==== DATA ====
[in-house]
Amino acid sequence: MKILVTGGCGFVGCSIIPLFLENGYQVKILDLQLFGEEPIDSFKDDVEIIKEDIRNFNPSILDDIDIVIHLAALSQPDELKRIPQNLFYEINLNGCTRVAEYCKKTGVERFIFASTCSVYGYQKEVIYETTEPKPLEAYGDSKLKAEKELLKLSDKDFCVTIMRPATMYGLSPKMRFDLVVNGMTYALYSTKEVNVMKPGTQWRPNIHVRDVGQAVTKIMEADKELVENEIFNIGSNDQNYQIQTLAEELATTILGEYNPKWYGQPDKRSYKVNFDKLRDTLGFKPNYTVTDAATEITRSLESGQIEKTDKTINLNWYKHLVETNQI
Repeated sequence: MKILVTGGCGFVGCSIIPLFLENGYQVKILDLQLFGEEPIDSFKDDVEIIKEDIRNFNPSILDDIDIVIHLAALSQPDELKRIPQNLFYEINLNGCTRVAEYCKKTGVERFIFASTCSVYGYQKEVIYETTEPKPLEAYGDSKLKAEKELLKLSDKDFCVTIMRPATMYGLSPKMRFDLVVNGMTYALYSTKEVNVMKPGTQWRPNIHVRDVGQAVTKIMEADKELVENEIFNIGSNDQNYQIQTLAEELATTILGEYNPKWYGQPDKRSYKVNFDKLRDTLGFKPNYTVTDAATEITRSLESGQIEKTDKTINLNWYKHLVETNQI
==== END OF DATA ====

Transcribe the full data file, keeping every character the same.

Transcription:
[in-house]
Amino acid sequence: MKILVTGGCGFVGCSIIPLFLENGYQVKILDLQLFGEEPIDSFKDDVEIIKEDIRNFNPSILDDIDIVIHLAALSQPDELKRIPQNLFYEINLNGCTRVAEYCKKTGVERFIFASTCSVYGYQKEVIYETTEPKPLEAYGDSKLKAEKELLKLSDKDFCVTIMRPATMYGLSPKMRFDLVVNGMTYALYSTKEVNVMKPGTQWRPNIHVRDVGQAVTKIMEADKELVENEIFNIGSNDQNYQIQTLAEELATTILGEYNPKWYGQPDKRSYKVNFDKLRDTLGFKPNYTVTDAATEITRSLESGQIEKTDKTINLNWYKHLVETNQI
Repeated sequence: MKILVTGGCGFVGCSIIPLFLENGYQVKILDLQLFGEEPIDSFKDDVEIIKEDIRNFNPSILDDIDIVIHLAALSQPDELKRIPQNLFYEINLNGCTRVAEYCKKTGVERFIFASTCSVYGYQKEVIYETTEPKPLEAYGDSKLKAEKELLKLSDKDFCVTIMRPATMYGLSPKMRFDLVVNGMTYALYSTKEVNVMKPGTQWRPNIHVRDVGQAVTKIMEADKELVENEIFNIGSNDQNYQIQTLAEELATTILGEYNPKWYGQPDKRSYKVNFDKLRDTLGFKPNYTVTDAATEITRSLESGQIEKTDKTINLNWYKHLVETNQI